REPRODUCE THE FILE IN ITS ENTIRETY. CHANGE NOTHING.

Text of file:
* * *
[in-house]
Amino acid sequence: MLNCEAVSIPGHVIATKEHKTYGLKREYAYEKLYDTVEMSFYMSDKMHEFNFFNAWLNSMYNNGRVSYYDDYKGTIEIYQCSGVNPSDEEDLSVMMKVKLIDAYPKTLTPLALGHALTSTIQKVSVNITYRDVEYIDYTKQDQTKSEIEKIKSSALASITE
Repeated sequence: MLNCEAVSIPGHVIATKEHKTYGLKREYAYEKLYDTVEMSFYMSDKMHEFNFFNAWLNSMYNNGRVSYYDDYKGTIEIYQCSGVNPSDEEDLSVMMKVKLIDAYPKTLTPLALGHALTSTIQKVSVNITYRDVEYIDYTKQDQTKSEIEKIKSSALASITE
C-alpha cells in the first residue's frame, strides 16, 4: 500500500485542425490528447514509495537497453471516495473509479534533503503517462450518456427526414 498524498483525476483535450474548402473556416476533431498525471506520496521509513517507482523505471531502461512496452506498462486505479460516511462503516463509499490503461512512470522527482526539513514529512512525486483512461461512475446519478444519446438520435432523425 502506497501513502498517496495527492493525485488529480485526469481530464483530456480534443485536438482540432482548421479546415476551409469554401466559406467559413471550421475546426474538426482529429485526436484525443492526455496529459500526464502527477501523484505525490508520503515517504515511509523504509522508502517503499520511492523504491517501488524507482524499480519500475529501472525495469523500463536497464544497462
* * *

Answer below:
[in-house]
Amino acid sequence: MLNCEAVSIPGHVIATKEHKTYGLKREYAYEKLYDTVEMSFYMSDKMHEFNFFNAWLNSMYNNGRVSYYDDYKGTIEIYQCSGVNPSDEEDLSVMMKVKLIDAYPKTLTPLALGHALTSTIQKVSVNITYRDVEYIDYTKQDQTKSEIEKIKSSALASITE
Repeated sequence: MLNCEAVSIPGHVIATKEHKTYGLKREYAYEKLYDTVEMSFYMSDKMHEFNFFNAWLNSMYNNGRVSYYDDYKGTIEIYQCSGVNPSDEEDLSVMMKVKLIDAYPKTLTPLALGHALTSTIQKVSVNITYRDVEYIDYTKQDQTKSEIEKIKSSALASITE
C-alpha cells in the first residue's frame, strides 16, 4: 500500500485542425490528447514509495537497453471516495473509479534533503503517462450518456427526414 498524498483525476483535450474548402473556416476533431498525471506520496521509513517507482523505471531502461512496452506498462486505479460516511462503516463509499490503461512512470522527482526539513514529512512525486483512461461512475446519478444519446438520435432523425 502506497501513502498517496495527492493525485488529480485526469481530464483530456480534443485536438482540432482548421479546415476551409469554401466559406467559413471550421475546426474538426482529429485526436484525443492526455496529459500526464502527477501523484505525490508520503515517504515511509523504509522508502517503499520511492523504491517501488524507482524499480519500475529501472525495469523500463536497464544497462